Cardiological management includes two steps associated with anti-infective treatment: extraction of all infected material with new implantation of a pacemaker [3,4,6] as is the case with our patient. Management is difficult for several reasons: difficulties in eradicating microorganisms from foreign material by antibiotic therapy alone, high embolic risk of vegetations, spontaneous or during ablation, vital necessity in some cases of an electric drive permanent heart failure, risk of open hear tsurgery in these patients, most often elderly [3,7,8]. Therapeutic choices must take into account the early or late nature of the infection, the microorganism and its sensitivity to antibiotics, the existence of associated valvular damage and remote infectious foci (pulmonary emboli, etc.), initial indications for pacemaker placement, vegetation size and terrain (possibility of cardiopulmonary bypass) [3,7,8]. The mortality of endocarditis on stimulation probes varied between 10 and 30% [9].

Conclusion

Serious affection. Diagnosis and treatment require multidisciplinary care. Strict compliance with antibiotic prophylaxis during the insertion of pacemakers should reduce the incidence of this infection, the morbidity and mortality of which are high.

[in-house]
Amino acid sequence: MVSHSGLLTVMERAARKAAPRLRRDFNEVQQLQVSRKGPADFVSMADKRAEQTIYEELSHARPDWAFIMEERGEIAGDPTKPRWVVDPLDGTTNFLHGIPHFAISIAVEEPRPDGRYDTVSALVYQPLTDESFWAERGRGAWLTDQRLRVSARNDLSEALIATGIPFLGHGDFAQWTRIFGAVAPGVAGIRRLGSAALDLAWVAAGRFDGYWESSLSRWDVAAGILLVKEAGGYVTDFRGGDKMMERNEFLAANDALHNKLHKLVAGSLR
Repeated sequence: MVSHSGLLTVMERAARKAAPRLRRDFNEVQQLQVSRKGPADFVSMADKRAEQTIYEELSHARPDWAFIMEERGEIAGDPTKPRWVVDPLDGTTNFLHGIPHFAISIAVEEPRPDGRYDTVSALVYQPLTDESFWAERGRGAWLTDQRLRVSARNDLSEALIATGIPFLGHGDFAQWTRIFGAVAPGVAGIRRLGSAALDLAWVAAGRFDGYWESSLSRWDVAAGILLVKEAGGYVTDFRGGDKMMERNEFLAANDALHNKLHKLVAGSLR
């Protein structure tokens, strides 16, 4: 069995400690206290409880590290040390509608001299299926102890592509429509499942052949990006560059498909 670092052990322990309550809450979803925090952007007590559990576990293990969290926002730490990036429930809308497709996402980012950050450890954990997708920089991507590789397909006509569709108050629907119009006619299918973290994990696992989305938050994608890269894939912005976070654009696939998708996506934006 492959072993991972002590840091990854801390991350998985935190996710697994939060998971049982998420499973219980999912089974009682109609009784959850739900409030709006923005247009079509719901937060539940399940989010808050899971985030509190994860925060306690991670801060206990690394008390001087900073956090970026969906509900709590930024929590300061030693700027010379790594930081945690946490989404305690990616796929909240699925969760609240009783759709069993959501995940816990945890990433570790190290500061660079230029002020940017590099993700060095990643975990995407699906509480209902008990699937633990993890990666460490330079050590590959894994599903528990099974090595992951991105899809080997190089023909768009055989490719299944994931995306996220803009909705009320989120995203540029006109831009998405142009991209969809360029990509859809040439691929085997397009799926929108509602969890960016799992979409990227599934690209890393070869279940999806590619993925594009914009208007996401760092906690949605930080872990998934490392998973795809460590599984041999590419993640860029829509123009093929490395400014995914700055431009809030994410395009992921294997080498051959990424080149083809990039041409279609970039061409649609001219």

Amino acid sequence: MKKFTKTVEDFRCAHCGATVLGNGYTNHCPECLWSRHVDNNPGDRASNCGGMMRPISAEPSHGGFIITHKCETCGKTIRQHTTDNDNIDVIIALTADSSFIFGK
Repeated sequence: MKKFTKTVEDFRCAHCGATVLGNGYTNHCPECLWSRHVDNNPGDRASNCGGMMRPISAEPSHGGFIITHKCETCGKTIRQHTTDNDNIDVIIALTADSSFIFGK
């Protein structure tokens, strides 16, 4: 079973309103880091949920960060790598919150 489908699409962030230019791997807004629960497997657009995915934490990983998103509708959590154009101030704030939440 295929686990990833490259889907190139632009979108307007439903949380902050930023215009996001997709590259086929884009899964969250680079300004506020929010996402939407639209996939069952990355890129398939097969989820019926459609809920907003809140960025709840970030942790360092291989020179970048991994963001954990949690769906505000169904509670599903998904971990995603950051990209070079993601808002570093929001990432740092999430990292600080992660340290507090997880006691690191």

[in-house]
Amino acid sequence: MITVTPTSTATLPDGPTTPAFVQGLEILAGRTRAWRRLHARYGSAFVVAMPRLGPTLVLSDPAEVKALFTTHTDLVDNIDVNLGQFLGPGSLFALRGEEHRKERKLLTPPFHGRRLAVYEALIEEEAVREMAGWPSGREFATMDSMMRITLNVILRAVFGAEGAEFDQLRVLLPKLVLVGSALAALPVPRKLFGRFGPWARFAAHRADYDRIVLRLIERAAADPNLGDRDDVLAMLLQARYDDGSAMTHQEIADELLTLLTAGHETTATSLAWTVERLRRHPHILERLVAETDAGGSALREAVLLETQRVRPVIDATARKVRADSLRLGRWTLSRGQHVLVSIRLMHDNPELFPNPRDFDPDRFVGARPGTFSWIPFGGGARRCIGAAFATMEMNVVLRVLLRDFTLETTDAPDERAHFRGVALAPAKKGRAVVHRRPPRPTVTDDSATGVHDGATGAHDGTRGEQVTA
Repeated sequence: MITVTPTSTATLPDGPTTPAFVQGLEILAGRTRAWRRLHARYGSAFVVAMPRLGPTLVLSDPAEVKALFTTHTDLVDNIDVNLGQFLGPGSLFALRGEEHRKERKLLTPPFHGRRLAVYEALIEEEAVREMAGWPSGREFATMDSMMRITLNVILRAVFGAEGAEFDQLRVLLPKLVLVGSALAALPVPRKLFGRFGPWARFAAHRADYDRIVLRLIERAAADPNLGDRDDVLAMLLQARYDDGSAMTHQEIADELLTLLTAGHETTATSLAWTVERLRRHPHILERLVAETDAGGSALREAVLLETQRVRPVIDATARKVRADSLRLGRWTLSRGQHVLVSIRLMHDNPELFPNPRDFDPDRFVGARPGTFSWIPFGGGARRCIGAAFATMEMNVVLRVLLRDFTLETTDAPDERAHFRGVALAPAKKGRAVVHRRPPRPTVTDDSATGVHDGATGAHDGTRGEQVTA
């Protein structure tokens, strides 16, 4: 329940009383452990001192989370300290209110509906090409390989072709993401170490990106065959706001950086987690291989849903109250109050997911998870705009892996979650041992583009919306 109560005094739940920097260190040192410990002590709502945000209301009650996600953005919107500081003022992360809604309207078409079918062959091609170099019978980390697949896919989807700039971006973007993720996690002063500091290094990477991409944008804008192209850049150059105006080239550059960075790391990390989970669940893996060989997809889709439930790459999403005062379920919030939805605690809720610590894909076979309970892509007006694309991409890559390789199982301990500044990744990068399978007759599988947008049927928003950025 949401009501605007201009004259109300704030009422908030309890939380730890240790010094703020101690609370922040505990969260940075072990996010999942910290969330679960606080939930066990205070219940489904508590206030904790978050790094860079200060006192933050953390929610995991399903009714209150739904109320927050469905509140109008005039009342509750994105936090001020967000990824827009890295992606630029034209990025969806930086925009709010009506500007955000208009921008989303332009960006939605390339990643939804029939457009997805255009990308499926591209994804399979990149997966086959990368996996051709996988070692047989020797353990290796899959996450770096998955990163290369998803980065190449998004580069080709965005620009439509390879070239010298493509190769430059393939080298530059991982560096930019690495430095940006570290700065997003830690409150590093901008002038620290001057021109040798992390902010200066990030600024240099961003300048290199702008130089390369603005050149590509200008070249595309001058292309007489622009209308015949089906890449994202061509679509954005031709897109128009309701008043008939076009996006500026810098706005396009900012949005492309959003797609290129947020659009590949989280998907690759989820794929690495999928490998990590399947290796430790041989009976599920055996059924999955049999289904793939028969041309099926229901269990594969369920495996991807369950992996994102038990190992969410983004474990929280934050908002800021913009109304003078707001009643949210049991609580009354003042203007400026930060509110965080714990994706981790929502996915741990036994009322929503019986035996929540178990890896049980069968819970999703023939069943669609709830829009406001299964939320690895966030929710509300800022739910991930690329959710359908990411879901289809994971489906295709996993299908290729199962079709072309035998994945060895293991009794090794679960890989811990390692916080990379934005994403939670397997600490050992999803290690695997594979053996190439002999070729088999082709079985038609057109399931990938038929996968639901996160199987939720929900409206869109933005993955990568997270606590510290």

References

1. Camus C. 2008. Infections graves liées aux stimulateurs cardiaques et défibrillateurs implantables. © 2008 Société de réanimation de langue franc¸aise. Publié par Elsevier Masson SAS. Tous droits réservés.
2. Vladimir M. 2013. Extraction de sondes de pacemaker et de défibrillateur : expérience du CHU de Nancy entre 2000 et 2013. Sciences du Vivant.
3. Endocardite sur sonde de pacemaker. Pacemaker infective endocarditis. l’Infectiologue - Tome XVIII - n° 2 - marsavril 2003.
4. Chua JD, Wilkoff BL, Lee I. 2000. Diagnosis and management of infections involving implantable electrophysiologic cardiac devices. Ann Intern Med. 133: 604-608. Ref.: https://pubmed.ncbi.nlm.nih.gov/11033588/ DOI: https://doi.org/10.7326/0003-4819-133- 8-200010170-00011
5. Cabell CH, Heidenreich PA, Chu VH. 2004. Increasing rates of cardiac device infections among Medicare beneficiaries: 1990-1999. Am Heart J. 147: 582-586. Ref.: https://pubmed.ncbi.nlm.nih.gov/15077071/ DOI: https://doi.org/10.1016/j.ahj.2003.06.005
6. Sohail MR, Uslan DZ, Khan AH. 2007. Management and outcome of permanent pacemaker and implantable cardioverterdefibrillator infections. J Am Coll Cardiol. 49: 1851-1859. Ref.: https://pubmed.ncbi.nlm.nih.gov/17481444/ Ref.: https://doi.org/10.1016/j.jacc.2007.01.072
7. Leprince P, Nataf P, Cacoub P. 1995. Septicemia and endocarditis related to transvenous pacing leads of pacemakers: surgical indications and results. Arch Mal Coeur. 88: 241-246. Ref.: https://pubmed.ncbi.nlm.nih.gov/7487273/
8. Carbon C, Cartier F, Etienne J. 1992. Endocardites infectieuses de l'adulte ; propositions pour l'antibiothérapie curative. Med Mal Infect. 22: 370.
9. Meune C, Arnal C, Hermand C. 2000. Les endocardites infectieuses sur sondes de pacemaker [Infective endocarditis related to pacemaker leads. A review]. Ann Med Interne (Paris). 151: 456-464.